- Review Price: £93.00
From our lab test results it looks like MIMO (multiple in multiple out) technology is not only giving wireless networks a big boost in the speed stakes but much better coverage as well. We were well impressed by Netgear’s gaudy RangeMax WPN824 and Belkin’s craftily named Pre-N and in this review we take a look at Buffalo Technology’s first MIMO wireless router to see how it stacks up against the competition.
Design has never been one of Buffalo’s fortes, so be under no illusions – the AirStation MIMO is not a pretty sight. The chunky, boxy chassis with its ugly ventilation slots lacks the sleek lines of a Belkin and the flare of a NetGear and also feels more flimsy. The three aerials at the rear are also less sturdy and cannot be removed so will be of no use in environments where external high-gain aerials are required to extend the wireless range in line of sight connections. That said the AirStation does offer a good set of features for the price as along with MIMO support you get a four-port Fast Ethernet switch and 802.11b and g wireless operations while security features extend to an integral NAT/SPI firewall, wireless encryption, intrusion detection and packet filtering options.
Setup is easy enough but bear in mind that the router requires an external ADSL or cable modem and uses a standard RJ-45 Ethernet WAN port for connection to the device. In its simplest from the router’s WAN port is designed to take an IP address and DNS information from your modem’s DHCP server and pass it onto the clients on the LAN. The basic web interface opens with a couple of quick start buttons for automatically configuring your ADSL or cable modem link and we used an intelligent ActionTec ADSL modem to good effect. In fact, the router worked fine on our test business network as we connected it directly to our LAN where it accepted an IP address from our gateway and proceeded to provide Internet access to all connected clients.
One feature that makes Buffalo’s wireless products stand out is AOSS (AirStation One-touch Secure System) which offers a one stop shop for setting up the best wireless security. The process starts by pressing a small button on the back of the router which causes the AOSS LED on the top panel to flash. This must be pressed for between three and five seconds but be careful as holding it down for ten seconds sets the router back to its factory defaults. You then use the accompanying Client Manager utility supplied with Buffalo’s wireless adapter and press the AOSS soft button on the Profiles page. The two then communicate and a connection with the best level of wireless security is automatically created.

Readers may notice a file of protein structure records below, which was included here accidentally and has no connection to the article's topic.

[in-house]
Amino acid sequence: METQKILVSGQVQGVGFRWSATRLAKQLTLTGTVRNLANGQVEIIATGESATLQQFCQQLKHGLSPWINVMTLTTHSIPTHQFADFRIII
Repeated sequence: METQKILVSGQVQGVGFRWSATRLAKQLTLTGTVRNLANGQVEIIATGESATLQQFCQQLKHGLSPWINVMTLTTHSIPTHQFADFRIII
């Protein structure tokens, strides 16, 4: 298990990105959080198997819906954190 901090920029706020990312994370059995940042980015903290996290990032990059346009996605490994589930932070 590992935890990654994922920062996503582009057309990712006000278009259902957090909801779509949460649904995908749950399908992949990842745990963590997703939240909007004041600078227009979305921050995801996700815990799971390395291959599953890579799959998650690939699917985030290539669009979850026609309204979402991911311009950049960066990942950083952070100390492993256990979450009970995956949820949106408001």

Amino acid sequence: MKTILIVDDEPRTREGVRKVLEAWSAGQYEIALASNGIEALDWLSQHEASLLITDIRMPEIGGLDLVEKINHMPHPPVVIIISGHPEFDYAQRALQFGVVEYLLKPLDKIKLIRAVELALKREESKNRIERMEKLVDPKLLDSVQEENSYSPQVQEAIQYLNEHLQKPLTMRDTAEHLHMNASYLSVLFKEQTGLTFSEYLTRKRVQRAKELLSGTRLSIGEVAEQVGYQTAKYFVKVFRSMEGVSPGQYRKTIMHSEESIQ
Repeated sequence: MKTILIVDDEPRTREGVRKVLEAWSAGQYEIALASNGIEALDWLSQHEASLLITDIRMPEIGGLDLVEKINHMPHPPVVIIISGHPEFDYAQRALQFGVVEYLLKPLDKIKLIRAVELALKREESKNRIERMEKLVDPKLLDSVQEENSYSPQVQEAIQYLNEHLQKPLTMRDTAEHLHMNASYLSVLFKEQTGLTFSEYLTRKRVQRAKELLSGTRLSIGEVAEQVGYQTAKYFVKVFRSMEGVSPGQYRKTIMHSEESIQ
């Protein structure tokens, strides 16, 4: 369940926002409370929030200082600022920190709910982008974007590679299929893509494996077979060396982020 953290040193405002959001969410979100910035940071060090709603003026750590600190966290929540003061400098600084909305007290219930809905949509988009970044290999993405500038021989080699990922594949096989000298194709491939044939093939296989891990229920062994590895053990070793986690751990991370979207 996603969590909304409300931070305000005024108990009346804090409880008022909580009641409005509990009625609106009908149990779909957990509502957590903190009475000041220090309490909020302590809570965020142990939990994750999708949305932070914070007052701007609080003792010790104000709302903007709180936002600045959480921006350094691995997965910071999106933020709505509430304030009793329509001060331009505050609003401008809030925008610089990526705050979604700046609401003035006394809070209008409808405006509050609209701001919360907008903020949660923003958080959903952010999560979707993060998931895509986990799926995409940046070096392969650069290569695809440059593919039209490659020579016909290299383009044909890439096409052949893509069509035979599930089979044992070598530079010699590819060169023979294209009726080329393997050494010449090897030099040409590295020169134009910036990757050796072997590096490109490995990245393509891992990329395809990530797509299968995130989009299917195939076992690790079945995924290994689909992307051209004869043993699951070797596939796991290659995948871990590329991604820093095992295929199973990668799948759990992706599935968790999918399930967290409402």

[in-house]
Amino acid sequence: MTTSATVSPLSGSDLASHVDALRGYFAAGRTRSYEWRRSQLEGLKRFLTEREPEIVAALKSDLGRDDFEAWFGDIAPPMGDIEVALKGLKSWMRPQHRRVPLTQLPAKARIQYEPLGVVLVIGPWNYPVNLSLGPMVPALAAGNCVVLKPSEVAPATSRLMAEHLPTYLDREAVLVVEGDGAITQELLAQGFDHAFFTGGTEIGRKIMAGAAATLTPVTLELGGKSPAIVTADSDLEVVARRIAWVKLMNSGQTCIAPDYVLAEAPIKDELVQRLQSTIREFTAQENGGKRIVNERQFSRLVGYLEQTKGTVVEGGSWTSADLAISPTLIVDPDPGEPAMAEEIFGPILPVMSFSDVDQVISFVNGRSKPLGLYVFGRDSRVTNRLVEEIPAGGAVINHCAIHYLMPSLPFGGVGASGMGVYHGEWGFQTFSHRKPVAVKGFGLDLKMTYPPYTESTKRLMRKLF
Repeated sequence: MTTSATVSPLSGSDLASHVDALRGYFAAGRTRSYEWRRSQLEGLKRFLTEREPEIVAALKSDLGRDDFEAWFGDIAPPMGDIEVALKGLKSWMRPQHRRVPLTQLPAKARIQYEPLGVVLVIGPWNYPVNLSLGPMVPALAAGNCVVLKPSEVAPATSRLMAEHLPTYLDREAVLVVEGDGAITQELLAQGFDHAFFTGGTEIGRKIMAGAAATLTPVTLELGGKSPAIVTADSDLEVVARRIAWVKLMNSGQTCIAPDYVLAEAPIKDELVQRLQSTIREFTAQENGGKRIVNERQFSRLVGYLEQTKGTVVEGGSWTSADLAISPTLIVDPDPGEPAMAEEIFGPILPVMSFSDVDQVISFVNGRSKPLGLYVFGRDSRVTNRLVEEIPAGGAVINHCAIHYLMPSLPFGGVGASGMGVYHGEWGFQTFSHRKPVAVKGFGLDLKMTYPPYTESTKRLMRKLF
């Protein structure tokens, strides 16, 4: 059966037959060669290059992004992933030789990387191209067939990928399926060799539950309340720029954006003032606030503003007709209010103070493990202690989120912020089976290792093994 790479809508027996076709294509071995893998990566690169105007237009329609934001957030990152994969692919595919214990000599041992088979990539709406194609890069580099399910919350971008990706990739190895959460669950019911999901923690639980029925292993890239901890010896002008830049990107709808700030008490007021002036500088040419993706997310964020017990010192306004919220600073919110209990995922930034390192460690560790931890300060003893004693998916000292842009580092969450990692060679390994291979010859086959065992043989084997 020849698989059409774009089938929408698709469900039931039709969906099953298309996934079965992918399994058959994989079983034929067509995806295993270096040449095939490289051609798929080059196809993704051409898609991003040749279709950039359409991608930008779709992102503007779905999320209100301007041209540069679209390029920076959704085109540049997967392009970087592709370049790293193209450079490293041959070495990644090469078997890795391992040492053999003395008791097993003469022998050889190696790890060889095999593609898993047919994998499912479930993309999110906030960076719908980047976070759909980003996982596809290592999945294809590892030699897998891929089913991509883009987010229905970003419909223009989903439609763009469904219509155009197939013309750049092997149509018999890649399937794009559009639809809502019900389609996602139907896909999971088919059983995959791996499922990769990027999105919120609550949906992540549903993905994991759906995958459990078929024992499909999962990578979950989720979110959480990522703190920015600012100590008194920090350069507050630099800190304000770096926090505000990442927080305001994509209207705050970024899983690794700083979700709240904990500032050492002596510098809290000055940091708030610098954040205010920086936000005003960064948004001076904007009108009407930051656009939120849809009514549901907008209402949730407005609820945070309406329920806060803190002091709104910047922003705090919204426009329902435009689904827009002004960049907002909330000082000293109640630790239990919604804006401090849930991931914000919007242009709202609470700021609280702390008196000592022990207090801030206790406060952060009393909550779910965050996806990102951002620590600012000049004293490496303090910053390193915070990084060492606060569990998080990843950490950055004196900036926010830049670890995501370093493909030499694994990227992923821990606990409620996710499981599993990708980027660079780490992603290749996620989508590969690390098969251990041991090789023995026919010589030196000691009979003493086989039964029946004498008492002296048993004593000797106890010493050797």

We tested this feature successfully with a Buffalo AOSS compliant wireless PC Card. The router and client are supposed to negotiate the highest available level of security but we found they would only go up to 128-bit WEP encryption. However, from the management screen it is possible to choose the level you want and with WPA-TKIP selected and AOSS reactivated we found the router and client renegotiated using this instead of WEP. Overall, we found AOSS a very slick process that makes light work of setting up secure wireless connections.
So does Buffalo’s MIMO implementation deliver the range and speeds we’ve now comes to expect? We used a 1.6GHz Fujitsu Siemens notebook running Windows XP SP2 and fitted with a Buffalo WLI-CB-G108 wireless PC Card. The Buffalo performed well in our range tests in an office environment and returned figures similar to Netgear’s WPN824. We used AOSS to establish a secure WPA-PSK connection to the router and saw signal strength drop by around 28 per cent with the laptop at the end of a fifty metre corridor with two large fire doors in the way. A circuit of the first floor was completed with signal dropping to a low of 18 per cent and the Buffalo also found the same dead spot that confounded the Netgear. This was approximately sixty metres from the router in a straight line but with a steel reinforced concrete floor, three fire doors and four other offices in the way. Performance was also up with the best as Buffalo delivered an impressive 46.8Mbit/sec raw read throughput over an unencrypted link and 33.2Mbit/sec over WPA-PSK putting it on a level pegging with the MIMO products from both Netgear and Belkin.
Apart from AOSS the Buffalo router provides fewer features than much of competition as it doesn’t offer any parental controls in the form of URL filtering and schedules as offered by Netgear. However, if it does detect any intrusion attempts it can fire off an email message to one recipient and it can also send pop-up warnings to other systems with the Client Manager software installed.
The jewel in Buffalo’s crown is undoubtedly its AOSS technology which we found takes the pain out of setting up securely encrypted wireless links. MIMO performance and extended range are also very impressive although general router features and design aren’t as good as Netgear’s WPN824.